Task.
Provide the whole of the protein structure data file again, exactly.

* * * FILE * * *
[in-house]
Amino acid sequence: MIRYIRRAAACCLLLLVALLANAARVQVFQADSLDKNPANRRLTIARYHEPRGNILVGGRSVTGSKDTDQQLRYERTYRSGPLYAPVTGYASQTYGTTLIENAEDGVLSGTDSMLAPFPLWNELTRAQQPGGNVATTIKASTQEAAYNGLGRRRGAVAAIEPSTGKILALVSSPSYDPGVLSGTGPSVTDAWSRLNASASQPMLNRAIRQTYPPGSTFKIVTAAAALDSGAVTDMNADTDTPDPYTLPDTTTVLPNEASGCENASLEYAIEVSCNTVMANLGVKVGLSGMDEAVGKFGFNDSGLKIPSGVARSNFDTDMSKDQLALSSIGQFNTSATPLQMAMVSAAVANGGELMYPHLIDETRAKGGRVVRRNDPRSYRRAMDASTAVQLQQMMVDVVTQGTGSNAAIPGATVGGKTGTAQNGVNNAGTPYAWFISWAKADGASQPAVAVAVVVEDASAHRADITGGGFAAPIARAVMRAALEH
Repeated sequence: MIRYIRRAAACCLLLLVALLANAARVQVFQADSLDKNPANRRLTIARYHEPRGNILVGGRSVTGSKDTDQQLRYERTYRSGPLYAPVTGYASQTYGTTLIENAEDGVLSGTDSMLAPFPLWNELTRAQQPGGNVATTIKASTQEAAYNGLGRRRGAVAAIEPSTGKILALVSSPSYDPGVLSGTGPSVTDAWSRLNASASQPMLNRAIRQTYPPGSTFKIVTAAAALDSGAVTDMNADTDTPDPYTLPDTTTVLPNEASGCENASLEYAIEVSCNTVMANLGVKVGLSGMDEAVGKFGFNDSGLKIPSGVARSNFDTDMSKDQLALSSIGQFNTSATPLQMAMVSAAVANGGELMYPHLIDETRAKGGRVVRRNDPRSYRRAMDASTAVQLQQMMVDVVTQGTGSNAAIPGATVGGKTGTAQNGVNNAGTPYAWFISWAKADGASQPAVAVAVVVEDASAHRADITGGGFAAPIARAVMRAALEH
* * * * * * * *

[in-house]
Amino acid sequence: MIRYIRRAAACCLLLLVALLANAARVQVFQADSLDKNPANRRLTIARYHEPRGNILVGGRSVTGSKDTDQQLRYERTYRSGPLYAPVTGYASQTYGTTLIENAEDGVLSGTDSMLAPFPLWNELTRAQQPGGNVATTIKASTQEAAYNGLGRRRGAVAAIEPSTGKILALVSSPSYDPGVLSGTGPSVTDAWSRLNASASQPMLNRAIRQTYPPGSTFKIVTAAAALDSGAVTDMNADTDTPDPYTLPDTTTVLPNEASGCENASLEYAIEVSCNTVMANLGVKVGLSGMDEAVGKFGFNDSGLKIPSGVARSNFDTDMSKDQLALSSIGQFNTSATPLQMAMVSAAVANGGELMYPHLIDETRAKGGRVVRRNDPRSYRRAMDASTAVQLQQMMVDVVTQGTGSNAAIPGATVGGKTGTAQNGVNNAGTPYAWFISWAKADGASQPAVAVAVVVEDASAHRADITGGGFAAPIARAVMRAALEH
Repeated sequence: MIRYIRRAAACCLLLLVALLANAARVQVFQADSLDKNPANRRLTIARYHEPRGNILVGGRSVTGSKDTDQQLRYERTYRSGPLYAPVTGYASQTYGTTLIENAEDGVLSGTDSMLAPFPLWNELTRAQQPGGNVATTIKASTQEAAYNGLGRRRGAVAAIEPSTGKILALVSSPSYDPGVLSGTGPSVTDAWSRLNASASQPMLNRAIRQTYPPGSTFKIVTAAAALDSGAVTDMNADTDTPDPYTLPDTTTVLPNEASGCENASLEYAIEVSCNTVMANLGVKVGLSGMDEAVGKFGFNDSGLKIPSGVARSNFDTDMSKDQLALSSIGQFNTSATPLQMAMVSAAVANGGELMYPHLIDETRAKGGRVVRRNDPRSYRRAMDASTAVQLQQMMVDVVTQGTGSNAAIPGATVGGKTGTAQNGVNNAGTPYAWFISWAKADGASQPAVAVAVVVEDASAHRADITGGGFAAPIARAVMRAALEH